Did the Election of 1828 Represent a Democratic Revolt of the People

Topics: Andrew Jackson, John Quincy Adams, Martin Van Buren Pages: 4 (1120 words) Published: December 6, 2012
Did the Election of 1828 Represent a Democratic Revolt of the People?
Despite the outcome I fully believe that the election of 1828 did in fact, create a democratic revolt of the people because of the social and political backlash that the election created. The election of Andrew Jackson as President in 1828 marked the beginning of an era known as Jacksonian Democracy or the Age of the Common Man. The changes in politics during Jackson's presidency provided various social and economic changes.

Actually, political change began several years before Jackson became president. In the Election of 1824, Jackson had the most popular and electoral votes, but did not win the election. Because the vote was split four ways, he did not have the majority of the Electoral College and John Quincy Adam became president. Jackson supporters believed that voters were told to vote for Adams or Clay through secret political maneuvers. They accused them of making a "corrupt bargain."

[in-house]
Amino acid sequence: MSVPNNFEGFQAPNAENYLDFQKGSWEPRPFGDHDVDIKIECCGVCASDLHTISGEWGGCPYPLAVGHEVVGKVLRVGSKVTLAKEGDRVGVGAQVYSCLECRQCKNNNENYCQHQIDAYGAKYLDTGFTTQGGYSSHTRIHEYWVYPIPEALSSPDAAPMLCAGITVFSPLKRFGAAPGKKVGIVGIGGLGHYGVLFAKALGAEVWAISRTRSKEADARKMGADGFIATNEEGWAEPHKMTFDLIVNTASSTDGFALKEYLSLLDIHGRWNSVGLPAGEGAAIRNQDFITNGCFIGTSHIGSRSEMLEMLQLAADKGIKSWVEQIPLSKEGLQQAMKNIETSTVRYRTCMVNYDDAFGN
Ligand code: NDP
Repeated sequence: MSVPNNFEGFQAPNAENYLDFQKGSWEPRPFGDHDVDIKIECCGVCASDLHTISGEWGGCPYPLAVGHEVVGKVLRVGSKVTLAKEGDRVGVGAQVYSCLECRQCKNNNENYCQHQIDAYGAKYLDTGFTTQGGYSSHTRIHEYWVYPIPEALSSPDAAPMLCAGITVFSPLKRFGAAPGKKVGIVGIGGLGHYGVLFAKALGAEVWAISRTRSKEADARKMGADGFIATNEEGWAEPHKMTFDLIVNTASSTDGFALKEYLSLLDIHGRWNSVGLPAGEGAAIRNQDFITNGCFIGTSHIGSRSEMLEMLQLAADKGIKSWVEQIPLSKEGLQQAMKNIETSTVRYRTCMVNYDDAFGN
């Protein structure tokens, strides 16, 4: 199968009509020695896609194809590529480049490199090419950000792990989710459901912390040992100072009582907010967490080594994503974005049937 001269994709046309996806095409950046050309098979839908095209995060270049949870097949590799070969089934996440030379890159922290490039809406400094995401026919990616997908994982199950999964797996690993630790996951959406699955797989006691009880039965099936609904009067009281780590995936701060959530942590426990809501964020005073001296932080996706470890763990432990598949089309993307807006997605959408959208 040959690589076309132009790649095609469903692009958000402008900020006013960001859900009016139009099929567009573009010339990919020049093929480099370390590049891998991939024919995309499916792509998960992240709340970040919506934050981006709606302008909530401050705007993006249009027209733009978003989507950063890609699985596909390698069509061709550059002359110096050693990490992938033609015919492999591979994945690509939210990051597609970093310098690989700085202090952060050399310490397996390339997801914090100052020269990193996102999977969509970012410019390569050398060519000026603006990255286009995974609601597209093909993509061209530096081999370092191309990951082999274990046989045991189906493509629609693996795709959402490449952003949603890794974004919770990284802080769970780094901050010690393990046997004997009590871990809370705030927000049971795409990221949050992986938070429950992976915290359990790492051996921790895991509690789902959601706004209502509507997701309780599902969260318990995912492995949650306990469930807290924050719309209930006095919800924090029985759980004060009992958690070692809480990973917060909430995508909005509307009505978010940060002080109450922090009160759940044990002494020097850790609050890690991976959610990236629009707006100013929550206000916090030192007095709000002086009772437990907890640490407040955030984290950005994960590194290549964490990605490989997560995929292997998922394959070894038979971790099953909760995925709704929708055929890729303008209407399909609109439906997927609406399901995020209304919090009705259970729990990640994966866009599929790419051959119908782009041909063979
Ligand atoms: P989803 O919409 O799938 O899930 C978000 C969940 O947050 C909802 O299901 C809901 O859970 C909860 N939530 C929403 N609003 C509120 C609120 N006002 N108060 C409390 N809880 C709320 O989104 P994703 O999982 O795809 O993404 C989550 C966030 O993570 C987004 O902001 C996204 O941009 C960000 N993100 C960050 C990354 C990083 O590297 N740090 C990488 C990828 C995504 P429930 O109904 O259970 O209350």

Adams and Jackson both ran for president again in the Election of 1828, which was also known as a revolution. Jackson and his followers had a new campaign tactic, which was accusing Adams' wife of being born out of wedlock. Adams accused Jackson's wife of adultery. This election attracted a lot of interest and had three times as many voters as the Election of 1824. Jackson won and became president in 1829.

During his presidency, Andrew Jackson gave all men the opportunity to hold government jobs. This is why this period is called the Age of the Common Man. Before Jackson became president, rich southern planters and northern merchants dominated the government. Now, under Jackson's rule, white males of the lower and middle classes began to vote in large numbers. There were new state suffrage laws, which enabled more citizens to vote, due to better education, changes in political parties, and an increase in newspaper circulation. Western states also adopted these laws, which were called...
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